Odell Beckham needs no introduction. He is arguably the best wide receiver in the NFL, and in my opinion, he is. In each of his first 3 seasons, he has put up at least 90 receptions, 1,300 receiving yards, 10 touchdowns, and 13.5 yards per reception.
Beckham is one of six receivers in NFL history to put up 1,300+ receiving yards and 10+ TD in at least three consecutive seasons. He’s the first to do this in each of his 3 seasons since Randy Moss from 1998-2000.
Beckham is in elite company, and has the chance to match Marvin Harrison’s record of 4 consecutive seasons with 1,300 yards and 10+ touchdowns in 2017, though with the loading receiving cast, it could be a challenge.
Nevertheless, Beckham is perhaps the most complete receiver in the league. His ball skills, route running, speed, and elusiveness are all first class, making the “distraction” narrative that’s been going around meaningless.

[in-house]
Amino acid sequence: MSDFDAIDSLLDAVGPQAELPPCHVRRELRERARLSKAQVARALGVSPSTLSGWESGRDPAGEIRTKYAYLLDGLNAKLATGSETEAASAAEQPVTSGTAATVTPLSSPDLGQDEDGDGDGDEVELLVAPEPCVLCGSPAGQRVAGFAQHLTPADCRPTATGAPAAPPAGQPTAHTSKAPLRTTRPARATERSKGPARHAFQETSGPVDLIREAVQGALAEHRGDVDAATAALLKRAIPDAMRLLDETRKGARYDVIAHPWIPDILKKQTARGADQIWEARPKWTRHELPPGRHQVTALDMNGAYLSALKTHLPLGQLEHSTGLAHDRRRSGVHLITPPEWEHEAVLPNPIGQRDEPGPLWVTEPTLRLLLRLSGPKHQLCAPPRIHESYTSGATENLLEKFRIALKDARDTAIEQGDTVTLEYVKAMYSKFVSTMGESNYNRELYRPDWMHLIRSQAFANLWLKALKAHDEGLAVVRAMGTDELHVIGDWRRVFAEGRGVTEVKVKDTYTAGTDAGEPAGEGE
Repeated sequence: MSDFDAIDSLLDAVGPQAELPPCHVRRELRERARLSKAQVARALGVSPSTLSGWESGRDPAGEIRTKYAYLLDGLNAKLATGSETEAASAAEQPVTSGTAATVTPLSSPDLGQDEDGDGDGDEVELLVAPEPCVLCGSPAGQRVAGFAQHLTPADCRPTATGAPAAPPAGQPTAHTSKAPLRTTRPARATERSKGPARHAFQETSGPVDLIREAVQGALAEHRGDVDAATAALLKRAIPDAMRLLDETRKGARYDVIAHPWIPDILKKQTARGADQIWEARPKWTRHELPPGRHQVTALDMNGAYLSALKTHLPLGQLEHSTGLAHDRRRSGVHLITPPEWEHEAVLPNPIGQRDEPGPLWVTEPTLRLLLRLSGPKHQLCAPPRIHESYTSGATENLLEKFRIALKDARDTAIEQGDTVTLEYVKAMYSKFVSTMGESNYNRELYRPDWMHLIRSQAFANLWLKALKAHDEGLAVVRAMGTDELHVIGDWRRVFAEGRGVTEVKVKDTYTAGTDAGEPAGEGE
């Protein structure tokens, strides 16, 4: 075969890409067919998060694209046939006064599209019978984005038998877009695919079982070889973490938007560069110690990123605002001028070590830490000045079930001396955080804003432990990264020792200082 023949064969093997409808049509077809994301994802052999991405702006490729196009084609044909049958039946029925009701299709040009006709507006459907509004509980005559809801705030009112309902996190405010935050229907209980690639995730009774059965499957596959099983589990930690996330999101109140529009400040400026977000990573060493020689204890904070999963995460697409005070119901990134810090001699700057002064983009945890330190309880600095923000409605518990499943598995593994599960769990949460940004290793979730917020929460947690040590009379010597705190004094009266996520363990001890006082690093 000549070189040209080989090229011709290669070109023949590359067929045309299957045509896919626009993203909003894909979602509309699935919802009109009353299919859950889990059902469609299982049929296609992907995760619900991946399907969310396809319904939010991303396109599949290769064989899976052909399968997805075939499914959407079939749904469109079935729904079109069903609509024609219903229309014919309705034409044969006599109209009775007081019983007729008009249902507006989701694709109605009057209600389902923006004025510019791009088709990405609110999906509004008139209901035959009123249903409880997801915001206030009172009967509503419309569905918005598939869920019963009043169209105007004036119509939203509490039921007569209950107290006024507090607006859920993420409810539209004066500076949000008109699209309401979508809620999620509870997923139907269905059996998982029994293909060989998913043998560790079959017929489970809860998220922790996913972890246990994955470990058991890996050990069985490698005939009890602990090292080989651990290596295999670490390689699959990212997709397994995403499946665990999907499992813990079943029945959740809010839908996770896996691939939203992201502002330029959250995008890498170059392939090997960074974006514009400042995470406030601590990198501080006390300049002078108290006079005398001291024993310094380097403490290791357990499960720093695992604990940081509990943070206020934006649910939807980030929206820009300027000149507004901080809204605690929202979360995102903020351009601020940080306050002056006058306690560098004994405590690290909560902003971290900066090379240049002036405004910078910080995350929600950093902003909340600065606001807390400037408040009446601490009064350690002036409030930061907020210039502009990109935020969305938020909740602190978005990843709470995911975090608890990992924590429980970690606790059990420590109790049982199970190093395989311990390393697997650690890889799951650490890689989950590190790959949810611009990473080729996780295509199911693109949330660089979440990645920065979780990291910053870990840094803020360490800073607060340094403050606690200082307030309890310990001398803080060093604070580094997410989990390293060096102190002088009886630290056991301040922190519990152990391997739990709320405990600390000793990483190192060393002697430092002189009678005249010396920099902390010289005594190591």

Beckham is an insane YAC receiver that can turn impossible situations into big plays (GIF 1). Because of his field awareness, he’s able to understand how to break free and uses quick athleticism to sprint away from defenders.
While he dropped more passes than he should have in 2016, Beckham’s catch radius is still the best in the league (GIF 2). He’s capable of pulling in passes that wouldn’t be in the same area code for 90% of today’s receivers while securing the ball and completing the process of catching, making it look extremely easy.
Finally, Beckham’s ability on routes is nothing but special. He creates separation in all sorts of ways (GIF 3), which adds to the already difficult task of guarding him in the first place. All in all, Beckham provides everything you could want in a #1 receiver and then some.